This was not the first time the Constitutional Court handled Article 8/A of Law No. 5651, and thus the decision was not a surprise. In fact, the Constitutional Court implemented the principles it set in its earlier Birgün judgment (App. No: 2015/18936, 22 May 2019) where the Court already found violations of freedom of expression and freedom of the press and laid down a principled approach for the judges to follow. The Constitutional Court perhaps could have issued a pilot decision to indicate a systemic problem emanating from Article 8/A. The European Court’s decision should be considered with this background in mind.
The European Court’s Decision
The European Court declared the application by the Wikimedia Foundation inadmissible. To reach this decision, the Court went at great length to defend the Constitutional Court’s judgment. First, the European Court recalled that in numerous cases relating to freedom of expression, it has concluded that a constitutional complaint must be considered as a remedy to be exhausted and that the Court has no sufficient evidence to enable it to say that an individual application to the Constitutional Court is not likely to provide appropriate remedy for the complaints under Article 10 of the Convention (§§ 39-40). According to the Court, Article 8/A defines the criteria for access blocking and the Constitutional Court considered access blocking to an entire website as an “exceptional measure.”
Secondly, the European Court noted that the Constitutional Court decided without settling the question of whether Article 8/A was “prescribed by law”, and it observed that the law had been the subject of an extensive interpretation which opened the way for arbitrary application. However, the European Court stated that the applicant primarily alleged that the interference was disproportionate in its application to the Constitutional Court (§ 42).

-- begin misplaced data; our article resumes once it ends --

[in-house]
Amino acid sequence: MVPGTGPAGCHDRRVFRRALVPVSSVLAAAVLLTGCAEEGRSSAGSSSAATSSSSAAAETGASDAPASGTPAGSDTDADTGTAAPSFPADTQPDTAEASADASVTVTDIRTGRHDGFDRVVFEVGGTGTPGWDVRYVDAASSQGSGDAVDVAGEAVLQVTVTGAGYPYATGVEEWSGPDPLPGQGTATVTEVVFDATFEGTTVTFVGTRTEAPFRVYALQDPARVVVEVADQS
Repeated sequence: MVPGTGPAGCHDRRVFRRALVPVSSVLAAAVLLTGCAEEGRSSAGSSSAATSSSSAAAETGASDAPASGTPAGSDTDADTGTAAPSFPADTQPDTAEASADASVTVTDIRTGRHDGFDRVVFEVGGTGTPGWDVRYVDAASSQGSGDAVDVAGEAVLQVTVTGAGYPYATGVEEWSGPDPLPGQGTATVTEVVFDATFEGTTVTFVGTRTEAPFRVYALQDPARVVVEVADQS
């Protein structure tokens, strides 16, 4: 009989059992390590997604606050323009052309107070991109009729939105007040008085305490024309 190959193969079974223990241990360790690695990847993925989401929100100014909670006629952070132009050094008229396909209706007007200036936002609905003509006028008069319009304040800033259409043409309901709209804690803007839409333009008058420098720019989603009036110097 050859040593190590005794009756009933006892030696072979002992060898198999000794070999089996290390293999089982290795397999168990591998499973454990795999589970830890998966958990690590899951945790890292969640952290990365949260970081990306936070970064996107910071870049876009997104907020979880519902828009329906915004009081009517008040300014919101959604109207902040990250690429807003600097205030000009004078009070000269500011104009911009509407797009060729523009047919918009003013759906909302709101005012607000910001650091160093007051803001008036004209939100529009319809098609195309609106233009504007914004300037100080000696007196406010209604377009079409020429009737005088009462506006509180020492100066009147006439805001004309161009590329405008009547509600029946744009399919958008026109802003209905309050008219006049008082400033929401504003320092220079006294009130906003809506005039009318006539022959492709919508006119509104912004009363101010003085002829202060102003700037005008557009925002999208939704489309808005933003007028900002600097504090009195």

Thirdly, according to the European Court, the applicant had the opportunity to challenge the foreseeability as well as the quality of the law in question in the context of its application to the Constitutional Court. The Court stated that it was apparent from the evidence in the file that the applicant was raising this argument for the first time before the European Court (§ 43). In any case, the Court stated that it does not have sufficiently relevant evidence to suggest that the Constitutional Court is not capable of remedying the alleged systemic problem and if the systemic nature of a problem is proven, the Constitutional Court has appropriate means, such as the pilot judgment procedure, other than simply finding a violation in an individual application (§ 44). So, according to the Court, in the context of an individual application, the Constitutional Court is empowered to examine the foreseeability of a provision and to conclude, if necessary, that it did not meet the requirements of the “quality of law”.
Fourthly, the Court noted the immediate execution of the Constitutional Court’s decision by the Ankara 1st Criminal Judgeship of Peace by lifting the access blocking order and states that the length of time taken to examine the application before the Constitutional Court is not in itself sufficient to draw a conclusion as to the effectiveness or otherwise of the procedure before the Turkish Constitutional Court (§ 46).
Finally, so far as the time length the Constitutional Court has taken to decide the application, the Court does not find the 2 years and 8 months period to decide the case as manifestly excessive even though considers it to be long (§ 47).
Overall, the Court considered that the Constitutional Court has acknowledged in substance the violation of Article 10 of the Convention and provided appropriate and sufficient redress for the damage sustained by the applicant. The Court therefore held that the applicant could no longer claim victim status and that the application was incompatible with the provisions of the Convention for the purposes of Article 35 § 3 (a) and must be rejected.
The Calm before the Storm?
The European Court was aware of the existence of Article 8/A of Law No. 5651 since Cengiz and Others v. Turkey (nos. 48226/10 and 14027/11, 01.12.2015) albeit confusingly, as the Court thought that this provision amended another access blocking provision within that Law, namely Article 8 (§ 75). In fact, both still remain valid as different access blocking measures.
Regarding the arguments raised by the applicant that systemic problems exist with Article 8/A, the European Court only stated that the Constitutional Court has the means to address the systemic problems and that the applicant should have pursued the legality argument at the Constitutional Court level. However, even though the “other applicants” at the Constitutional Court did challenge the legality of Article 8/A in the same case and requested the pilot judgment procedure to be initiated, the Constitutional Court simply chose to ignore that argument.